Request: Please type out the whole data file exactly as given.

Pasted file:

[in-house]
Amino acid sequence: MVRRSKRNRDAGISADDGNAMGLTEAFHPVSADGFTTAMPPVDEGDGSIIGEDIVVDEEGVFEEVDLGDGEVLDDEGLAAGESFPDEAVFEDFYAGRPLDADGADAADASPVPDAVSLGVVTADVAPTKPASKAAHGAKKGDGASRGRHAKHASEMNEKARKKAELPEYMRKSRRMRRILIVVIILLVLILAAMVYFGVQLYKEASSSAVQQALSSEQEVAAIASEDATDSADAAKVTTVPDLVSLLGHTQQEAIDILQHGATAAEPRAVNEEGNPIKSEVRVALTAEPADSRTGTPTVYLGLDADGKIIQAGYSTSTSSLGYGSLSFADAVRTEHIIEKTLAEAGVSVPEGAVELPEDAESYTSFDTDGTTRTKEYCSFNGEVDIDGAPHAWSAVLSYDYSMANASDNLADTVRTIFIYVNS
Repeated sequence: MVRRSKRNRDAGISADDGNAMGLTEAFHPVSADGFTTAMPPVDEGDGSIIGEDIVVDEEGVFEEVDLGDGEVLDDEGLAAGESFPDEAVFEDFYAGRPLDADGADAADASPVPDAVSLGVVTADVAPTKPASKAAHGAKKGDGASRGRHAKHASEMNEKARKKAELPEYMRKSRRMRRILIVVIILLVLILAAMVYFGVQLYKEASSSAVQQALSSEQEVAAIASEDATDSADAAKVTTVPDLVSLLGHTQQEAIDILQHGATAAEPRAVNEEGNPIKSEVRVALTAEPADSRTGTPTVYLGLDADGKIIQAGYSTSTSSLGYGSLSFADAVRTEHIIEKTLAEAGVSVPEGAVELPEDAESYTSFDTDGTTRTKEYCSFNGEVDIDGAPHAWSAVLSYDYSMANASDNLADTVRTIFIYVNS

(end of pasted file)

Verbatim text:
[in-house]
Amino acid sequence: MVRRSKRNRDAGISADDGNAMGLTEAFHPVSADGFTTAMPPVDEGDGSIIGEDIVVDEEGVFEEVDLGDGEVLDDEGLAAGESFPDEAVFEDFYAGRPLDADGADAADASPVPDAVSLGVVTADVAPTKPASKAAHGAKKGDGASRGRHAKHASEMNEKARKKAELPEYMRKSRRMRRILIVVIILLVLILAAMVYFGVQLYKEASSSAVQQALSSEQEVAAIASEDATDSADAAKVTTVPDLVSLLGHTQQEAIDILQHGATAAEPRAVNEEGNPIKSEVRVALTAEPADSRTGTPTVYLGLDADGKIIQAGYSTSTSSLGYGSLSFADAVRTEHIIEKTLAEAGVSVPEGAVELPEDAESYTSFDTDGTTRTKEYCSFNGEVDIDGAPHAWSAVLSYDYSMANASDNLADTVRTIFIYVNS
Repeated sequence: MVRRSKRNRDAGISADDGNAMGLTEAFHPVSADGFTTAMPPVDEGDGSIIGEDIVVDEEGVFEEVDLGDGEVLDDEGLAAGESFPDEAVFEDFYAGRPLDADGADAADASPVPDAVSLGVVTADVAPTKPASKAAHGAKKGDGASRGRHAKHASEMNEKARKKAELPEYMRKSRRMRRILIVVIILLVLILAAMVYFGVQLYKEASSSAVQQALSSEQEVAAIASEDATDSADAAKVTTVPDLVSLLGHTQQEAIDILQHGATAAEPRAVNEEGNPIKSEVRVALTAEPADSRTGTPTVYLGLDADGKIIQAGYSTSTSSLGYGSLSFADAVRTEHIIEKTLAEAGVSVPEGAVELPEDAESYTSFDTDGTTRTKEYCSFNGEVDIDGAPHAWSAVLSYDYSMANASDNLADTVRTIFIYVNS